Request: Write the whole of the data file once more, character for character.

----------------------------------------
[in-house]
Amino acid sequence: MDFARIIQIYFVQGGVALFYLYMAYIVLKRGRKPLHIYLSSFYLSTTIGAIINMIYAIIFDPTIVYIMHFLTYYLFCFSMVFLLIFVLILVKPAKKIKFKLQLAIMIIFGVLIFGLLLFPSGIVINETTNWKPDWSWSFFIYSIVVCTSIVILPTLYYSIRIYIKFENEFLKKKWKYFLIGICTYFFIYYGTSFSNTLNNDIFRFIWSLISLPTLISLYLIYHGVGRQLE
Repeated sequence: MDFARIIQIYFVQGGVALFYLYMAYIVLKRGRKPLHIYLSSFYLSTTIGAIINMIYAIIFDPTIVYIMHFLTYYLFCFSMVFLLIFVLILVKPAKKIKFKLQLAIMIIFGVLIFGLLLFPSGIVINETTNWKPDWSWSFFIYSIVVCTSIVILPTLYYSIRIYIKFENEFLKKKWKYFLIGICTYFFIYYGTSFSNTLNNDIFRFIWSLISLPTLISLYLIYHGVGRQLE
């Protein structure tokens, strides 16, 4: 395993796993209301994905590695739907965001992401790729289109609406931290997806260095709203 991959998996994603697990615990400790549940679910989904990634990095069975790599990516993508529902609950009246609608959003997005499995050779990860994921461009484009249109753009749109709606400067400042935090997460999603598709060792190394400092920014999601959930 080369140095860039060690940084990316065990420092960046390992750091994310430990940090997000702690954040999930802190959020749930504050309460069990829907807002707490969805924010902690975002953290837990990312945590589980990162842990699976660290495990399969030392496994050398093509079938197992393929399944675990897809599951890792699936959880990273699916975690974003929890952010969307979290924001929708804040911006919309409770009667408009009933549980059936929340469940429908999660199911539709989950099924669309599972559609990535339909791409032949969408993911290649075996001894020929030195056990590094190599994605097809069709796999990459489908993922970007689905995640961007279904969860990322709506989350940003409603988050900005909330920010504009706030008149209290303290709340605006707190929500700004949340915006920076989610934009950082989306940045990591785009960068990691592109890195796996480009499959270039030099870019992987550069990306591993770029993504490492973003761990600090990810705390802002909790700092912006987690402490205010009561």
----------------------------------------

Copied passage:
[in-house]
Amino acid sequence: MDFARIIQIYFVQGGVALFYLYMAYIVLKRGRKPLHIYLSSFYLSTTIGAIINMIYAIIFDPTIVYIMHFLTYYLFCFSMVFLLIFVLILVKPAKKIKFKLQLAIMIIFGVLIFGLLLFPSGIVINETTNWKPDWSWSFFIYSIVVCTSIVILPTLYYSIRIYIKFENEFLKKKWKYFLIGICTYFFIYYGTSFSNTLNNDIFRFIWSLISLPTLISLYLIYHGVGRQLE
Repeated sequence: MDFARIIQIYFVQGGVALFYLYMAYIVLKRGRKPLHIYLSSFYLSTTIGAIINMIYAIIFDPTIVYIMHFLTYYLFCFSMVFLLIFVLILVKPAKKIKFKLQLAIMIIFGVLIFGLLLFPSGIVINETTNWKPDWSWSFFIYSIVVCTSIVILPTLYYSIRIYIKFENEFLKKKWKYFLIGICTYFFIYYGTSFSNTLNNDIFRFIWSLISLPTLISLYLIYHGVGRQLE
């Protein structure tokens, strides 16, 4: 395993796993209301994905590695739907965001992401790729289109609406931290997806260095709203 991959998996994603697990615990400790549940679910989904990634990095069975790599990516993508529902609950009246609608959003997005499995050779990860994921461009484009249109753009749109709606400067400042935090997460999603598709060792190394400092920014999601959930 080369140095860039060690940084990316065990420092960046390992750091994310430990940090997000702690954040999930802190959020749930504050309460069990829907807002707490969805924010902690975002953290837990990312945590589980990162842990699976660290495990399969030392496994050398093509079938197992393929399944675990897809599951890792699936959880990273699916975690974003929890952010969307979290924001929708804040911006919309409770009667408009009933549980059936929340469940429908999660199911539709989950099924669309599972559609990535339909791409032949969408993911290649075996001894020929030195056990590094190599994605097809069709796999990459489908993922970007689905995640961007279904969860990322709506989350940003409603988050900005909330920010504009706030008149209290303290709340605006707190929500700004949340915006920076989610934009950082989306940045990591785009960068990691592109890195796996480009499959270039030099870019992987550069990306591993770029993504490492973003761990600090990810705390802002909790700092912006987690402490205010009561």